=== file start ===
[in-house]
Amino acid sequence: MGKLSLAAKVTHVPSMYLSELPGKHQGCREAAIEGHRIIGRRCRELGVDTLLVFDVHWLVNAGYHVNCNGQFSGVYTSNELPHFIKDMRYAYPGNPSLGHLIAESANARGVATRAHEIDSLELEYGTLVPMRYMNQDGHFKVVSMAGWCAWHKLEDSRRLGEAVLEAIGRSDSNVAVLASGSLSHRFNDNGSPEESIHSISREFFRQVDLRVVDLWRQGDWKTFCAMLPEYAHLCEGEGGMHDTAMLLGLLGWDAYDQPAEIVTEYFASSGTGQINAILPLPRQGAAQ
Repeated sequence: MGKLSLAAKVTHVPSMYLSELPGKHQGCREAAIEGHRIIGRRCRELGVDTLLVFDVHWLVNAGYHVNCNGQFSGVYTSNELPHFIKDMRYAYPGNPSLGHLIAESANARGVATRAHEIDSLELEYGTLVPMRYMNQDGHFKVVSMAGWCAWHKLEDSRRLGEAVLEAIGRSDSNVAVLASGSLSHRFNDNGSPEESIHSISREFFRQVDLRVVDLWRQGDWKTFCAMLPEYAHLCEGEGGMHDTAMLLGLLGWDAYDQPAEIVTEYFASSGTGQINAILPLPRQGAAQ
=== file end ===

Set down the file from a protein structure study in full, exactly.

[in-house]
Amino acid sequence: MGKLSLAAKVTHVPSMYLSELPGKHQGCREAAIEGHRIIGRRCRELGVDTLLVFDVHWLVNAGYHVNCNGQFSGVYTSNELPHFIKDMRYAYPGNPSLGHLIAESANARGVATRAHEIDSLELEYGTLVPMRYMNQDGHFKVVSMAGWCAWHKLEDSRRLGEAVLEAIGRSDSNVAVLASGSLSHRFNDNGSPEESIHSISREFFRQVDLRVVDLWRQGDWKTFCAMLPEYAHLCEGEGGMHDTAMLLGLLGWDAYDQPAEIVTEYFASSGTGQINAILPLPRQGAAQ
Repeated sequence: MGKLSLAAKVTHVPSMYLSELPGKHQGCREAAIEGHRIIGRRCRELGVDTLLVFDVHWLVNAGYHVNCNGQFSGVYTSNELPHFIKDMRYAYPGNPSLGHLIAESANARGVATRAHEIDSLELEYGTLVPMRYMNQDGHFKVVSMAGWCAWHKLEDSRRLGEAVLEAIGRSDSNVAVLASGSLSHRFNDNGSPEESIHSISREFFRQVDLRVVDLWRQGDWKTFCAMLPEYAHLCEGEGGMHDTAMLLGLLGWDAYDQPAEIVTEYFASSGTGQINAILPLPRQGAAQ